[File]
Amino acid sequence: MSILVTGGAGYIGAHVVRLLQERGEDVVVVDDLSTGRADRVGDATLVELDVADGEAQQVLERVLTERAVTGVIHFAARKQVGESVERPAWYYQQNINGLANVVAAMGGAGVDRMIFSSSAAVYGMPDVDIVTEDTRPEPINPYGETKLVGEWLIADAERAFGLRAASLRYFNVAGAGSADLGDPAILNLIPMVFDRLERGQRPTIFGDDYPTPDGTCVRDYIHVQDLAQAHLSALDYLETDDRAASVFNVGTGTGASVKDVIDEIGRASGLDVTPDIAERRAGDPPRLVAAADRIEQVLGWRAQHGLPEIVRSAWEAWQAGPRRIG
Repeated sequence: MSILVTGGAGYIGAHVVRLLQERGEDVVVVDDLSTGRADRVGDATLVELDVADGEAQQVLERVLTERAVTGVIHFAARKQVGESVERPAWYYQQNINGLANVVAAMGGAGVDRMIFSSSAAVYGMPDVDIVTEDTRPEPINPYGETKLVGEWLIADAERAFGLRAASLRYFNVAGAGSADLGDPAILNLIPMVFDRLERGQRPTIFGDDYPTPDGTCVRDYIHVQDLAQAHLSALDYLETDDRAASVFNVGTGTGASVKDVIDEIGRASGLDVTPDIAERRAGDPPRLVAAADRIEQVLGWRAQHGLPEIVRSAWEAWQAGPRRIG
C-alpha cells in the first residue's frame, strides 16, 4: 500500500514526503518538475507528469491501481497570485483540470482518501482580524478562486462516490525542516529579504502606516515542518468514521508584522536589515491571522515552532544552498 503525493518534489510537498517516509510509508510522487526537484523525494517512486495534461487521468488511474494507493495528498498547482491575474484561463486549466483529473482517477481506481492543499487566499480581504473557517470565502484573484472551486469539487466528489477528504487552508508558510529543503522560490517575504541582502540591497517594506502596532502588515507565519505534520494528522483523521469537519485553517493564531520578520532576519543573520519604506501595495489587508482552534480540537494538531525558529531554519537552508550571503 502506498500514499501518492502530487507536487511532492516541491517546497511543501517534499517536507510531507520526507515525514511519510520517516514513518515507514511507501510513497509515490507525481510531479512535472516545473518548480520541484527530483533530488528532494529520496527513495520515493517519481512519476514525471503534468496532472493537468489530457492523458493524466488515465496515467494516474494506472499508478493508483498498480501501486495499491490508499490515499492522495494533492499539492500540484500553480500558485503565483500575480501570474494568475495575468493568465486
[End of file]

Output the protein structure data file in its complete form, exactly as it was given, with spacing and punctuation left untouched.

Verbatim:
Amino acid sequence: MSILVTGGAGYIGAHVVRLLQERGEDVVVVDDLSTGRADRVGDATLVELDVADGEAQQVLERVLTERAVTGVIHFAARKQVGESVERPAWYYQQNINGLANVVAAMGGAGVDRMIFSSSAAVYGMPDVDIVTEDTRPEPINPYGETKLVGEWLIADAERAFGLRAASLRYFNVAGAGSADLGDPAILNLIPMVFDRLERGQRPTIFGDDYPTPDGTCVRDYIHVQDLAQAHLSALDYLETDDRAASVFNVGTGTGASVKDVIDEIGRASGLDVTPDIAERRAGDPPRLVAAADRIEQVLGWRAQHGLPEIVRSAWEAWQAGPRRIG
Repeated sequence: MSILVTGGAGYIGAHVVRLLQERGEDVVVVDDLSTGRADRVGDATLVELDVADGEAQQVLERVLTERAVTGVIHFAARKQVGESVERPAWYYQQNINGLANVVAAMGGAGVDRMIFSSSAAVYGMPDVDIVTEDTRPEPINPYGETKLVGEWLIADAERAFGLRAASLRYFNVAGAGSADLGDPAILNLIPMVFDRLERGQRPTIFGDDYPTPDGTCVRDYIHVQDLAQAHLSALDYLETDDRAASVFNVGTGTGASVKDVIDEIGRASGLDVTPDIAERRAGDPPRLVAAADRIEQVLGWRAQHGLPEIVRSAWEAWQAGPRRIG
C-alpha cells in the first residue's frame, strides 16, 4: 500500500514526503518538475507528469491501481497570485483540470482518501482580524478562486462516490525542516529579504502606516515542518468514521508584522536589515491571522515552532544552498 503525493518534489510537498517516509510509508510522487526537484523525494517512486495534461487521468488511474494507493495528498498547482491575474484561463486549466483529473482517477481506481492543499487566499480581504473557517470565502484573484472551486469539487466528489477528504487552508508558510529543503522560490517575504541582502540591497517594506502596532502588515507565519505534520494528522483523521469537519485553517493564531520578520532576519543573520519604506501595495489587508482552534480540537494538531525558529531554519537552508550571503 502506498500514499501518492502530487507536487511532492516541491517546497511543501517534499517536507510531507520526507515525514511519510520517516514513518515507514511507501510513497509515490507525481510531479512535472516545473518548480520541484527530483533530488528532494529520496527513495520515493517519481512519476514525471503534468496532472493537468489530457492523458493524466488515465496515467494516474494506472499508478493508483498498480501501486495499491490508499490515499492522495494533492499539492500540484500553480500558485503565483500575480501570474494568475495575468493568465486